My old sociology prof used say that most sociology was either trivially true or interesting but false. The new book McMindfulness: How Mindfulness Became the New Capitalist Spirituality by Ronald Purser manages to be a bit of both.
The book argues that Mindfulness has become a $4bn industry. In an article for The Guardian, Purser estimates that there are 60,000 books on Amazon with a variant of “mindfulness” in their title ‘touting the benefits of Mindful Parenting, Mindful Eating, Mindful Teaching, Mindful Therapy, Mindful Leadership, Mindful Finance, a Mindful Nation, and Mindful Dog Owners.’ In health, we’ve seen some of this mindless bandwagon-jumping too.
But that mindfulness has been appropriated and sold back to us shouldn’t come as a surprise to anyone. It’s how capitalism works - that’s the trivially true bit. Music, the internet, sex, travel. It happens to anything remotely interesting that human beings come up with. But just because more and more clicks on the internet are being monetised doesn’t mean that the internet is a bad thing. Just because I can buy a mindfulness colouring book doesn’t mean mindfulness is all washed up.
The interesting but false bit is the idea that by practising mindfulness, practitioners are somehow supporting the status quo. Acceptance of the moment as a part of a process for the restoration of some internal equilibrium does not, for me, imply acceptance of the society that has, in part, caused the disequilibrium in the first place. The fact that we might find some answers within doesn’t mean that the cause of the problems are not without. Indeed, calmness, and a technique to get there, will surely make you better able to challenge the system?
Purser concludes that ‘the cruelty (of mindfulness) lies in supporting the status quo while using the language of transformation.’ And that would be true were mindfulness simply something that was done to us. But it seems to me that the whole point of it is that it is not. It’s something we can do for ourselves. What you do afterwards - whether you embrace the neoliberal mindset of winners and losers or oppose it - is up to you. At least you’ll be doing it with a clear head.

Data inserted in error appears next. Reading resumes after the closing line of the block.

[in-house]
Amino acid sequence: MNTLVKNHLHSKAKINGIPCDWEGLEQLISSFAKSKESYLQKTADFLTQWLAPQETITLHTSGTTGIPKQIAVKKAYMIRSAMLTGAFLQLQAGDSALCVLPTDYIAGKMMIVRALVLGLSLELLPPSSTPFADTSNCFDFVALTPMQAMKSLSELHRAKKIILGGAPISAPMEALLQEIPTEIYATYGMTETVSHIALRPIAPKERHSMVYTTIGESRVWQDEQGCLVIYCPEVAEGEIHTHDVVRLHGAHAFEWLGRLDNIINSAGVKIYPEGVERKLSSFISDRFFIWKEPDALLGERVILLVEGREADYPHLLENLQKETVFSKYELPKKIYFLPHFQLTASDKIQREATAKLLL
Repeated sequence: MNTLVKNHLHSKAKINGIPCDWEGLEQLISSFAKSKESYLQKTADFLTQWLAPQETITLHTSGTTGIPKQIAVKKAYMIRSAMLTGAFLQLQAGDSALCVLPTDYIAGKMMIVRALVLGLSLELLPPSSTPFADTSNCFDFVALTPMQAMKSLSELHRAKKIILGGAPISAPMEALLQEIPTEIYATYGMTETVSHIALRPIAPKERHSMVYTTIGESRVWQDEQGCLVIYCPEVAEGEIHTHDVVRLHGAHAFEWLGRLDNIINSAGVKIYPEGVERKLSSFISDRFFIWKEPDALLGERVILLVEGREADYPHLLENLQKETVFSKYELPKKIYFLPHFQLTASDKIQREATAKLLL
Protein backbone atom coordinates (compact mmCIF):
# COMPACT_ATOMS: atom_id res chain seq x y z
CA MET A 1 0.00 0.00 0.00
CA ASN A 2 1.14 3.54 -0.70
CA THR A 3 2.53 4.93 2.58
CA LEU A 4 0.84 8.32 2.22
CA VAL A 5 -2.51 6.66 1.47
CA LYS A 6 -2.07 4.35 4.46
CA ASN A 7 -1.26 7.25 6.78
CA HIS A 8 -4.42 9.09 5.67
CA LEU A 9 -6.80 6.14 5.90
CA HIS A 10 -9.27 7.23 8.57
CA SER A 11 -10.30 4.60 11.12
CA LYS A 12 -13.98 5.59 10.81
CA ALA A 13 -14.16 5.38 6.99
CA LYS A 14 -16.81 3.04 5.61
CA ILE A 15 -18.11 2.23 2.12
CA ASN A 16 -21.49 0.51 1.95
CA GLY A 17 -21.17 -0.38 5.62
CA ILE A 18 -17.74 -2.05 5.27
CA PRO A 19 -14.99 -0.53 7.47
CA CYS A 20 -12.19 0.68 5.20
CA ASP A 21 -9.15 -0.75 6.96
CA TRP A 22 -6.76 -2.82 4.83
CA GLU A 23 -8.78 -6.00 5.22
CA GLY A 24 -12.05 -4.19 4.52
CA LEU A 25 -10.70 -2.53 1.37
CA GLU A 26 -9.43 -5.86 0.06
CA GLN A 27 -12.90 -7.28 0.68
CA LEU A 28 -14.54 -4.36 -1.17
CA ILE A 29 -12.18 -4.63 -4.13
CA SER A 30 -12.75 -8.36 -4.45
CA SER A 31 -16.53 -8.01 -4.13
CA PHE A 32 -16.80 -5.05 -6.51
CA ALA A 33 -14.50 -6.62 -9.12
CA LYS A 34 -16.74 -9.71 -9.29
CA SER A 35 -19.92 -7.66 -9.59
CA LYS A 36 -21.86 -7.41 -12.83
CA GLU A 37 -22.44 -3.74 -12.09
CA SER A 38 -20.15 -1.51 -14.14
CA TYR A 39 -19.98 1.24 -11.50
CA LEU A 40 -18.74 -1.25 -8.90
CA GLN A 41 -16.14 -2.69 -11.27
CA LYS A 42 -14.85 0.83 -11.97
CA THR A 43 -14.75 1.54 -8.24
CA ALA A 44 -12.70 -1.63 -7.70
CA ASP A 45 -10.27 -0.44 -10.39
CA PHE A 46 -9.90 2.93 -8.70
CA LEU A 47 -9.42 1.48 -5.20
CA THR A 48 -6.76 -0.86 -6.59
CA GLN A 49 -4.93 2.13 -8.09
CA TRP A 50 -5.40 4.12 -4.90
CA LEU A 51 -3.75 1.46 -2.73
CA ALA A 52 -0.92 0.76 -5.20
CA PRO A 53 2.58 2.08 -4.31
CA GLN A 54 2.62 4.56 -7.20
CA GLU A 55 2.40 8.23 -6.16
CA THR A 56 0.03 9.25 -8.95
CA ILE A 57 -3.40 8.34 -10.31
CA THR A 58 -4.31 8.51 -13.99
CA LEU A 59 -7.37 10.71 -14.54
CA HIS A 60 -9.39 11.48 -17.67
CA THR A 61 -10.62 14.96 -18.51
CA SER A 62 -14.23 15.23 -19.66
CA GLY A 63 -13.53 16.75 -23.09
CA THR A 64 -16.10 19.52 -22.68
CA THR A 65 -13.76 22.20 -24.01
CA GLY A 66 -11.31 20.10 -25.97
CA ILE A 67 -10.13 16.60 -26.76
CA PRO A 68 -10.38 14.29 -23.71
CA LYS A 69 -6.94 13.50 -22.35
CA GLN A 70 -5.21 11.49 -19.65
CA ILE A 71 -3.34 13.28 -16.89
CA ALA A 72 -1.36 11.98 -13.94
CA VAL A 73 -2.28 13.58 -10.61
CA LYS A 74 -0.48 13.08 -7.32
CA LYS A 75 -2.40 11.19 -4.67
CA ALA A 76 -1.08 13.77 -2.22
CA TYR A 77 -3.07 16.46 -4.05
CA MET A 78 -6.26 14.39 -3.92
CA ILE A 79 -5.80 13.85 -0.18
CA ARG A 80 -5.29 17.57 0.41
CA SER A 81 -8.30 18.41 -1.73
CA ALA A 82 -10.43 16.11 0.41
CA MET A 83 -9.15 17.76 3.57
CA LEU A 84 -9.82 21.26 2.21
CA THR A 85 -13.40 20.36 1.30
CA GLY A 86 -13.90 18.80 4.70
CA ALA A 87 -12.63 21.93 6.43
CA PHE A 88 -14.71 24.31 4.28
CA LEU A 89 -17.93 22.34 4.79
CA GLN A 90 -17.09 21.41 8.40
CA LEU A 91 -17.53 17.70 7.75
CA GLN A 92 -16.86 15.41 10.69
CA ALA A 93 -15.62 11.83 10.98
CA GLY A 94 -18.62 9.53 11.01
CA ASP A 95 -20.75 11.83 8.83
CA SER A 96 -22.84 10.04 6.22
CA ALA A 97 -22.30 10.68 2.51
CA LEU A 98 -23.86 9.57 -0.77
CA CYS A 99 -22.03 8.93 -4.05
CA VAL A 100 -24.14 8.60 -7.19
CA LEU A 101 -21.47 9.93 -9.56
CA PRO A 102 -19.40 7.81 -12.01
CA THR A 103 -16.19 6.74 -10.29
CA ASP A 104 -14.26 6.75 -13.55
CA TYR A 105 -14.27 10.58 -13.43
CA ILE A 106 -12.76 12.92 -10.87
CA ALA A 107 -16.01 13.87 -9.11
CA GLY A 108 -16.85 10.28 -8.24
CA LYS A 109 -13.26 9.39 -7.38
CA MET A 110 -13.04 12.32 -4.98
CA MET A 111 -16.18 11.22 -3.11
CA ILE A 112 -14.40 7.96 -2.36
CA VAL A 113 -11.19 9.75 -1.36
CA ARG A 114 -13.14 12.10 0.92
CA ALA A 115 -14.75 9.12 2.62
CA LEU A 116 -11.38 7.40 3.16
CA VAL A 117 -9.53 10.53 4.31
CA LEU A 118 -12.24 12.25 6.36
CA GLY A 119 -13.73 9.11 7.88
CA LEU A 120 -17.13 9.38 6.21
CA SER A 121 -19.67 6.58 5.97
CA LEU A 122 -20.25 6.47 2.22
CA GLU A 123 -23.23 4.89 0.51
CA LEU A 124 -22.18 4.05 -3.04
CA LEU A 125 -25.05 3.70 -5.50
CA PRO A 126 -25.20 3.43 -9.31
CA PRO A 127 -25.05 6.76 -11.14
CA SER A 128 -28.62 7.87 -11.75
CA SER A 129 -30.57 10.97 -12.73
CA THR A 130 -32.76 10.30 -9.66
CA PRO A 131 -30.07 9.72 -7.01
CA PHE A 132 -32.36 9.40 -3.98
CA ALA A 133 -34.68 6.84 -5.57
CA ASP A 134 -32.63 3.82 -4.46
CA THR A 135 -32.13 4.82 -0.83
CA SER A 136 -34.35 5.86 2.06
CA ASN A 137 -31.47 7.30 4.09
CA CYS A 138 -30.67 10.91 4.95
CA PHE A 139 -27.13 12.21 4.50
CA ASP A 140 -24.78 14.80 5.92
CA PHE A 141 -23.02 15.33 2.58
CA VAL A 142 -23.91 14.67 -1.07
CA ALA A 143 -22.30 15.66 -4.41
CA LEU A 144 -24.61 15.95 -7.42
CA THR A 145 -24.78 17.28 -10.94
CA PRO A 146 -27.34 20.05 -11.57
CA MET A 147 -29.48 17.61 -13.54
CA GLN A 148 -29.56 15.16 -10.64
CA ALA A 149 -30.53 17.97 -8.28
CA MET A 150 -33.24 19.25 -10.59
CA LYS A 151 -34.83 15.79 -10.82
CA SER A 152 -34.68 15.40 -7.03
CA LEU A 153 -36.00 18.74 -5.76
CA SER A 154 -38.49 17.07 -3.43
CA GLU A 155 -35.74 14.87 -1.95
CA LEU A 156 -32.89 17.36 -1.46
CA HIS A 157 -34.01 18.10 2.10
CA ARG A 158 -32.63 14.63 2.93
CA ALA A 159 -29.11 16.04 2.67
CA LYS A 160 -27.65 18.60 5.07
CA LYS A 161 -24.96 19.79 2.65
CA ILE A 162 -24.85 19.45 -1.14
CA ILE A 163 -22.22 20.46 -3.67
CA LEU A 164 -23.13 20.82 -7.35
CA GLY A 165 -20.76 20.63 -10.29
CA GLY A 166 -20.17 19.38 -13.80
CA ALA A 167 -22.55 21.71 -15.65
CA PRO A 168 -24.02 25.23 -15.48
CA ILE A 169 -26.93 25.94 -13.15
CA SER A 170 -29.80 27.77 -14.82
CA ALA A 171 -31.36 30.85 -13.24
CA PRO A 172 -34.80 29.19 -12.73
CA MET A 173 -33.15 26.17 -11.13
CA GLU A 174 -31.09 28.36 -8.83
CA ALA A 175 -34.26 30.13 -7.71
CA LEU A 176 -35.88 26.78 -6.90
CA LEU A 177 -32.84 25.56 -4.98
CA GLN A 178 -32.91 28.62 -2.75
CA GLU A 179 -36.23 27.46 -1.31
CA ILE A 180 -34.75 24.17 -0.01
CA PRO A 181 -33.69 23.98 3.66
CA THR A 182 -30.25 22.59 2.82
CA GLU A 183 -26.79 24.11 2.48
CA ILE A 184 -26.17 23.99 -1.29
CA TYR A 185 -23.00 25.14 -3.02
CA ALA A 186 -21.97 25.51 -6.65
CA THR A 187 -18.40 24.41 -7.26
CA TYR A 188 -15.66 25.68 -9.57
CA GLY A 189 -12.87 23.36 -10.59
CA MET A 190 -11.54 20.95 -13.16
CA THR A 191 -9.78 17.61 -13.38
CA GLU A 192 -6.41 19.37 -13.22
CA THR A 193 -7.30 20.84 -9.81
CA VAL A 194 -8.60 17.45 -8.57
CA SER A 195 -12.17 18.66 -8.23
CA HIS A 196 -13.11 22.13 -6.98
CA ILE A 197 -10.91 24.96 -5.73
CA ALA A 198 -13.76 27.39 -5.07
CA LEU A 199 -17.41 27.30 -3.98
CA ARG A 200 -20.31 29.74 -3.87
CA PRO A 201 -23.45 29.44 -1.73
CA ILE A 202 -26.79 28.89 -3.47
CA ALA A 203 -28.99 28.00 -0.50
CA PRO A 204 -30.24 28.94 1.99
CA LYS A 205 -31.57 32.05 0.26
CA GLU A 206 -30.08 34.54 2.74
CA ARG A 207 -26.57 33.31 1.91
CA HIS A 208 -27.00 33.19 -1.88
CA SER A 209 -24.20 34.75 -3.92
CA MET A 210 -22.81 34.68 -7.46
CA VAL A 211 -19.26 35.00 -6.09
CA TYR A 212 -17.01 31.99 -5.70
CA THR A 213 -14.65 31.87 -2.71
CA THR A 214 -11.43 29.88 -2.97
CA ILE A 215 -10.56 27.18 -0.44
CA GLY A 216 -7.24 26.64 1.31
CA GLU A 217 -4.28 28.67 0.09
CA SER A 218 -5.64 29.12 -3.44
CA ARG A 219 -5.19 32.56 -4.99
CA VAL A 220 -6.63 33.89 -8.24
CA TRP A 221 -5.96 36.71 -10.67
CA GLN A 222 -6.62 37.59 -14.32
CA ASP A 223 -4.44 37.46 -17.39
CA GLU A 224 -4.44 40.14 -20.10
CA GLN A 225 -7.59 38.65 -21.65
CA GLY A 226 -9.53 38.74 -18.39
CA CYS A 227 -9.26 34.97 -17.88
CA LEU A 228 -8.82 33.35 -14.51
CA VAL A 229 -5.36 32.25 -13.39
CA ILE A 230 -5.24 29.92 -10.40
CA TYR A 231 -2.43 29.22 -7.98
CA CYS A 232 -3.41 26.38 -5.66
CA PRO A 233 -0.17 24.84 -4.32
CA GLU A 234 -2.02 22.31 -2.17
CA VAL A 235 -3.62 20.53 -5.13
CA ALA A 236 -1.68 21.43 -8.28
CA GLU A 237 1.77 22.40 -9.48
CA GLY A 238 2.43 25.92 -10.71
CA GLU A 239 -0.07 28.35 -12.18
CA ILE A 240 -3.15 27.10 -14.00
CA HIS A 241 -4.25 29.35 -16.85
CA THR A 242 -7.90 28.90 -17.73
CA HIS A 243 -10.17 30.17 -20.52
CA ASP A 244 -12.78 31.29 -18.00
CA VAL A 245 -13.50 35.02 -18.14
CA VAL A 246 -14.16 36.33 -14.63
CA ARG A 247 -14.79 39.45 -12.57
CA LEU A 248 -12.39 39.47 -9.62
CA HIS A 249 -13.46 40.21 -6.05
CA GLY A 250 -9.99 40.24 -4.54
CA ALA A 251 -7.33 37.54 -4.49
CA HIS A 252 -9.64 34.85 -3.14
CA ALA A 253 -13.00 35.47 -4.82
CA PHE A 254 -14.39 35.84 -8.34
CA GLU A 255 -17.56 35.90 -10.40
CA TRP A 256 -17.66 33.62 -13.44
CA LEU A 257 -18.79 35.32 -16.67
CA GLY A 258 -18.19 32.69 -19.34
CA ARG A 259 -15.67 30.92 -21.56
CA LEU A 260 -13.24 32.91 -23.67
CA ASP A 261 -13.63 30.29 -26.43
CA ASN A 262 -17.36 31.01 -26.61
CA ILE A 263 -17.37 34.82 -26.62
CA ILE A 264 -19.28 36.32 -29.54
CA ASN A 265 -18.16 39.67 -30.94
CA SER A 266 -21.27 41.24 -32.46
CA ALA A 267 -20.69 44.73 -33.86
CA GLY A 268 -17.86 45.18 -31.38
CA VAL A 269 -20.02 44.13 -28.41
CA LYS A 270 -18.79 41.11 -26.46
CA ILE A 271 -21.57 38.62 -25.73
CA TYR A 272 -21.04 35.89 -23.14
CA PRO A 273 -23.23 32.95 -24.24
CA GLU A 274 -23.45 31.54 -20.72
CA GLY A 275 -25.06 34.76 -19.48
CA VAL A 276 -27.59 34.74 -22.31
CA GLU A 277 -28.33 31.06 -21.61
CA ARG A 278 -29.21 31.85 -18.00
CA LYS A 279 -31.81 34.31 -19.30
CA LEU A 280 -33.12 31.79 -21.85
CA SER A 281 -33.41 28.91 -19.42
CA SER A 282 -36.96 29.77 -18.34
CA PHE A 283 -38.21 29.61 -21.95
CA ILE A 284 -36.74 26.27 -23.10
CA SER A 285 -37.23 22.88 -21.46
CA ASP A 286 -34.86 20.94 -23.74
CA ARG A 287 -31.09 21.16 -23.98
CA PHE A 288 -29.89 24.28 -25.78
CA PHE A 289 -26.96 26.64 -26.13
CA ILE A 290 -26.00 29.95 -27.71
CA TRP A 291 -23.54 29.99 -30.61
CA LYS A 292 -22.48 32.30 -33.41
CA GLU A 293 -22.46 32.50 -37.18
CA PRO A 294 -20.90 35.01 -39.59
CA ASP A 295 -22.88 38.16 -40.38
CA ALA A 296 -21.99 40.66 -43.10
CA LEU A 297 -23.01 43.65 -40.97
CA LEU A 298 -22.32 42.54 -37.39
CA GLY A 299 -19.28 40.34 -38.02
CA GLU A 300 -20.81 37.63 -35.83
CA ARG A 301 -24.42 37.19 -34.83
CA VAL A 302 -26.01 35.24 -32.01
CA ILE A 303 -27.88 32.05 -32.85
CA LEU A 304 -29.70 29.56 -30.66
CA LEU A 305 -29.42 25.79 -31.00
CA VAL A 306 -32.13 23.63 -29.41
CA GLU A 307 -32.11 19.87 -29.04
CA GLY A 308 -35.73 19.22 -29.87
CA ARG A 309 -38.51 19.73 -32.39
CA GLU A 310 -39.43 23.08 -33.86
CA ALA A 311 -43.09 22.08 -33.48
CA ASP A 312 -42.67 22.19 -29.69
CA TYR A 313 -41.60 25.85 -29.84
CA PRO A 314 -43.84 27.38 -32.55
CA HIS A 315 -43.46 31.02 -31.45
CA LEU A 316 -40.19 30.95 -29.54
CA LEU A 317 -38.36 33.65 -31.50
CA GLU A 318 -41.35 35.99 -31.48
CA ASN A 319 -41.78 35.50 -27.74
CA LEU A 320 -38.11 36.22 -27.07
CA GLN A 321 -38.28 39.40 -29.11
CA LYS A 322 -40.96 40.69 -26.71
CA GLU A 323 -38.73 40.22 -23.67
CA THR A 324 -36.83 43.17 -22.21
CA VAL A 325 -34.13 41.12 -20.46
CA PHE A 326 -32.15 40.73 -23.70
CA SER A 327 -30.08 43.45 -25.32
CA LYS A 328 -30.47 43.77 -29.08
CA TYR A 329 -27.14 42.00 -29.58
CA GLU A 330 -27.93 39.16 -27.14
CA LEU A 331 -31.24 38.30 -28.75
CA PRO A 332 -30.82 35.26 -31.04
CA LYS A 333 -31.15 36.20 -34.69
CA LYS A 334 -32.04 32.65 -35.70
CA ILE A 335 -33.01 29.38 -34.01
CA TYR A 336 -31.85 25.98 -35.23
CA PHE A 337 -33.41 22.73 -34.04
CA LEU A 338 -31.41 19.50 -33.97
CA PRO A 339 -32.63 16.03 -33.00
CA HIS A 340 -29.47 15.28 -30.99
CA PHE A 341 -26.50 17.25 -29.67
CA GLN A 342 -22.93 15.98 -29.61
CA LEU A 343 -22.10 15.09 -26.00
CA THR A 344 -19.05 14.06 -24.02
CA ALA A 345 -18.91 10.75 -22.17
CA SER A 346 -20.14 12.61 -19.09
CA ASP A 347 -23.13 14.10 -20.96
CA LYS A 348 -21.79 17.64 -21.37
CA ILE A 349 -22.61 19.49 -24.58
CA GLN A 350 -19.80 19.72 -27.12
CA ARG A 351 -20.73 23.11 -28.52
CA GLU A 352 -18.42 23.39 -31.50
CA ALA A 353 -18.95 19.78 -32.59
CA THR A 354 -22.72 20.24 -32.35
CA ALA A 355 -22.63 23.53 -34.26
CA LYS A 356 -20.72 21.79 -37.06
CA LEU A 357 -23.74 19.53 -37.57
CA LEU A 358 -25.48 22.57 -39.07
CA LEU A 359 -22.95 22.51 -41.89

- McMindfulness: How Mindfulness Became the New Capitalist Spirituality by Ronald Purser (Repeater Books; July 2019)
- What is mindfulness?
Jim Pollard, site editor
[Jim also blogs at jimpollard.co.uk]
It’s tough for men to ask for help but if you don’t ask when you need it, things generally only get worse. So we’re asking.
In the UK, one man in five dies before the age of 65. If we had health policies and services that better reflected the needs of the whole population, it might not be like that. But it is. Policies and services and indeed men have been like this for a long time and they don’t change overnight just because we want them to.
It’s true that the UK’s men don’t have it bad compared to some other groups. We’re not asking you to ‘feel sorry’ for men or put them first. We’re talking here about something more complicated, something that falls outside the traditional charity fund-raising model of ‘doing something for those less fortunate than ourselves’. That model raises money but it seldom changes much. We’re talking about changing the way we look at the world. There is nothing inevitable about premature male death. Services accessible to all, a population better informed. These would benefit everyone - rich and poor, young and old, male and female - and that’s what we’re campaigning for.
We’re not asking you to look at images of pity, we’re just asking you to look around at the society you live in, at the men you know and at the families with sons, fathers and grandads missing.
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